A Discussion About Loss
Grief work is a process, it is hard work and takes lots of time. Of course, you already know that. One thing I have learned over the years is that there are a lot of people in the world that are more than willing to tell you how you "should" grieve and what you "should" feel. These same people will tell you when you "should" be over your grief. These people often have the ability to tell you what type of relationship you "should" be in now. Personally, I don't believe in "shoulds". No person has the right to tell another person how to feel, what to think, or what to do, especially when it comes to grieving. I will not tell you what you should do.
A grief counselor will share with you what is typical, what others have taught them, and what you might expect.  When it comes to grief work there is nothing in stone except for one thing....it hurts.  Your grief counselor's goal is to support you as you move through this process.
Grief is a normal and natural reaction to having a loss in your life. Life is no longer normal. Grief is the process of creating a new normal life. Creating a new normal takes time... much more than people realize. Creating a new normal takes work... harder work than anyone ever knew. It is possible to survive this grief. It is possible to create a new normal. It is even possible to enjoy life again. Not right now but some day in the future.
And now on to the process of grieving:
Over the years grief counselors have heard horror stories about what people are told they should or should not be feeling.  People's feelings of being overwhelmed because they feel they are doing the "grief stuff" wrong... they "should" be farther along in the process than they are.
When a person's life has been torn apart due to a death there are too many changes to try to understand them all at once. Because people do not expect all of these changes, they often become worried about themselves. Sometimes people even feel that they are going "crazy" because they struggle with so many new and challenging thoughts and feelings. In addition to behavior changes that have been mentioned previously, here are a few common changes in thought patterns
For many people confusion does not begin immediately. Rather, the confusion often "arrives" 2-3 months after the loss. This late arrival of the confusion can add to the stress for a person who was feeling particularly good about being clear minded. "What happened to me?" is a common question when the confusion begins. This "grief confusion" is different than a person might expect because of its longevity. It expresses itself as an inability to think clearly and logically. What is really happening is that the grieving person is putting a great deal of emotional and spiritual energy into the question, "How do I survive without my loved one?"  With the person's energy going into that question of survival, other more everyday concerns have less importance. When something has less importance, a person does not concentrate on it or remember it as easily as before. As a person begins to realize that survival is possible, the confusion begins to give way to the ability to sort out and cope with all the issues and decisions which need to be made.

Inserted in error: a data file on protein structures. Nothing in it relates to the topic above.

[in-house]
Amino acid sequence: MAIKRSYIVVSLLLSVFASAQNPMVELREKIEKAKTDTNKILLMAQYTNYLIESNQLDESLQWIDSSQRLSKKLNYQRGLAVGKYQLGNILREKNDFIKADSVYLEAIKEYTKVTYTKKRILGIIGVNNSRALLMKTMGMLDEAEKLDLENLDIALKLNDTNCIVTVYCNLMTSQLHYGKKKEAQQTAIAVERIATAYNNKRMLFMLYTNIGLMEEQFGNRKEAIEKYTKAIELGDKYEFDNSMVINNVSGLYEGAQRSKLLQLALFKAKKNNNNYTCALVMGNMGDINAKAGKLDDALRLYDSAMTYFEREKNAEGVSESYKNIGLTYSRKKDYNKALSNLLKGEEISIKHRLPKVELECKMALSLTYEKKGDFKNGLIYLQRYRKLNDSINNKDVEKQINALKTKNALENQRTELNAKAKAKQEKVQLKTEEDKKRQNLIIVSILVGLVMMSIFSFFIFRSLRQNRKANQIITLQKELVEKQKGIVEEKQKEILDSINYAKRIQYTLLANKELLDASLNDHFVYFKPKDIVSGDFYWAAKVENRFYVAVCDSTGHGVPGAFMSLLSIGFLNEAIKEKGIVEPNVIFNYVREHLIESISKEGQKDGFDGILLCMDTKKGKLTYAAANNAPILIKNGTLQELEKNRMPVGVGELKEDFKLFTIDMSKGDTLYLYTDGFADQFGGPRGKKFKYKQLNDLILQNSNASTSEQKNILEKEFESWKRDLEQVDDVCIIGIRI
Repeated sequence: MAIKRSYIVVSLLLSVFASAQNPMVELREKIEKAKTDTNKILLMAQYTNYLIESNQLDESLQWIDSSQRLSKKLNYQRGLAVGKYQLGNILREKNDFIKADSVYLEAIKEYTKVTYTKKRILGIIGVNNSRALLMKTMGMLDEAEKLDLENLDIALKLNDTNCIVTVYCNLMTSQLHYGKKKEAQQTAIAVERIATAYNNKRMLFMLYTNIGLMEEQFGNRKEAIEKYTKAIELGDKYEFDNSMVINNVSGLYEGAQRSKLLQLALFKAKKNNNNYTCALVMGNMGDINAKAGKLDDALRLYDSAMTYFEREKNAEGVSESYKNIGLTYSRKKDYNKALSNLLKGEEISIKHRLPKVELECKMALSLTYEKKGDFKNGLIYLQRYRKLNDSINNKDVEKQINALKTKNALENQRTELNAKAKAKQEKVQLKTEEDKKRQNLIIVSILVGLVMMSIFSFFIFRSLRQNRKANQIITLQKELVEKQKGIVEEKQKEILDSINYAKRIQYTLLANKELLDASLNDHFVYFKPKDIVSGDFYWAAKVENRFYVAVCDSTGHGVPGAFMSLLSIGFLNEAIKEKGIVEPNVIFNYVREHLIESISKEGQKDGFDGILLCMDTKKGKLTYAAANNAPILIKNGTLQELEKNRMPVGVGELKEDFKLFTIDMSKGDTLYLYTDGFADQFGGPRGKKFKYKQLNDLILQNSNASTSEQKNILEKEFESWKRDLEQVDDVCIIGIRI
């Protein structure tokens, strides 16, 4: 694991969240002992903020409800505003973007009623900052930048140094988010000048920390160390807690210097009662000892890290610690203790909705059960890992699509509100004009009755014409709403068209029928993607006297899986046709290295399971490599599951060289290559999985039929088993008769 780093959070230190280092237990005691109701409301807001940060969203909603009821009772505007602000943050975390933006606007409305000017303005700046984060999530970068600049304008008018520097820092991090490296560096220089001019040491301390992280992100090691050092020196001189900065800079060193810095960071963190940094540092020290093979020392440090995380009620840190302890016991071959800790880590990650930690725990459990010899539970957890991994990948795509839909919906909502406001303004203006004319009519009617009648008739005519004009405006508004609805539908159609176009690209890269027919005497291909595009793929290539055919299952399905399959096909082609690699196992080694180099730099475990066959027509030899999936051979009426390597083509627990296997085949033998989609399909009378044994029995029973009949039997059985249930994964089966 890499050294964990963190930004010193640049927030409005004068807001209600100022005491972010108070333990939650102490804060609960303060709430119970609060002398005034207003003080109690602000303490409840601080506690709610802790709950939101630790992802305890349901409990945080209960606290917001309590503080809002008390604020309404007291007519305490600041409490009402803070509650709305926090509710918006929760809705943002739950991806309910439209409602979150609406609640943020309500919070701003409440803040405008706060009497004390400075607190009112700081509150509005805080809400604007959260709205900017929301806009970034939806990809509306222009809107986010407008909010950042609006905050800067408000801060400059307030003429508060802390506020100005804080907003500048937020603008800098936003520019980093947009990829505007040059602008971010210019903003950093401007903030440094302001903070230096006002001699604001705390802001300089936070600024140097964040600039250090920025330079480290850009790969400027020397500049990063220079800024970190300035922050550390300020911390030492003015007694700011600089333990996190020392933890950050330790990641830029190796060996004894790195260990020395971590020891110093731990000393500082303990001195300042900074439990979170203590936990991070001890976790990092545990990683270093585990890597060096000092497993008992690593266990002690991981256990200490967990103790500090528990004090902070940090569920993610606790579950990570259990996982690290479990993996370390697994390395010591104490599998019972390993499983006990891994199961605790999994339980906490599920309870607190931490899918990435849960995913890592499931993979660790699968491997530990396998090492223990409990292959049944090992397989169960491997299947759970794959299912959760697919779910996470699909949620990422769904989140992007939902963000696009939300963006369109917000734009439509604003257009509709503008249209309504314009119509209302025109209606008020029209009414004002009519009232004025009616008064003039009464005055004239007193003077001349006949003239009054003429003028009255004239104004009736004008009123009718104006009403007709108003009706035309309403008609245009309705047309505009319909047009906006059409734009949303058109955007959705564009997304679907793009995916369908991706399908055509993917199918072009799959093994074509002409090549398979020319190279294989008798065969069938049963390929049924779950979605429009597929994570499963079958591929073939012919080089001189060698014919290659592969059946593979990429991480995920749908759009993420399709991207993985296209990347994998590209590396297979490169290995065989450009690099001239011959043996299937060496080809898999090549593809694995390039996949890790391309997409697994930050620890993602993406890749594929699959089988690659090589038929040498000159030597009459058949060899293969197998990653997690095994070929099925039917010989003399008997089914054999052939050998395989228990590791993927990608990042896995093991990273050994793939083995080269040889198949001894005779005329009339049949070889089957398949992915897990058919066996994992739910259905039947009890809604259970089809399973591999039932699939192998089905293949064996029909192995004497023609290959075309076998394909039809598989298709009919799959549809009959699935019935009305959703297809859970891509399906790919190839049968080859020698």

Reality is that you are probably not as absent-minded as you feel. Forgetting or losing items is common because the concentration level is not high while a person is mourning a loss. Compared to your loved one all those things you are forgetting or losing simply are not that important. As you continue to cope with being without your loved one, you will grow more able to cope with the more common everyday decisions.
Most people in mourning cannot concentrate for very long at any one time. Again, it goes back to thinking about and outing your emotional and spiritual energy into your loved one and how you are going to survive without that person. Do not expect that you will be able to concentrate for long periods of time. Give yourself one job to do at a time and a longer period of time to complete it than you think is needed. Give yourself permission to stop and remember. Memories are very important. Hold them close to you.
I know one person who for weeks after a loss could not order anything off a menu. Trying to make that simple a decision was too difficult. Once again, your energy and what is important to you is not what is on the menu but your loved one. This ability to make decisions will return. It may be a few months, but it will return. Until it does, be honest and tell your family, you simply cannot put your energy into some decisions and that you need them to help you with these smaller decisions. Large or important decisions may need to be made by you and only you. If that is the case, take your time and know that you are only able to do the best that you know how to do.